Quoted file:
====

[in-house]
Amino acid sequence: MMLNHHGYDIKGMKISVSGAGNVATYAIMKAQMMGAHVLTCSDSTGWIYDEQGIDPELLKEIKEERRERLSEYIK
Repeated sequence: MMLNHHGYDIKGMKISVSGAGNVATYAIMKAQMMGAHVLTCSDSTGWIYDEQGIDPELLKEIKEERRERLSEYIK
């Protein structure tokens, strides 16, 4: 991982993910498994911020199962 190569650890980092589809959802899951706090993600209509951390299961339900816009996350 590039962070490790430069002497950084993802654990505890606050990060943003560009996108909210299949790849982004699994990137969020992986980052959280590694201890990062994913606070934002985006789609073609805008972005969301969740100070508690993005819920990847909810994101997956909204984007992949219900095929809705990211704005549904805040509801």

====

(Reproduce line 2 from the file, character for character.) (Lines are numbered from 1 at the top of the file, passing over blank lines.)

Amino acid sequence: MMLNHHGYDIKGMKISVSGAGNVATYAIMKAQMMGAHVLTCSDSTGWIYDEQGIDPELLKEIKEERRERLSEYIK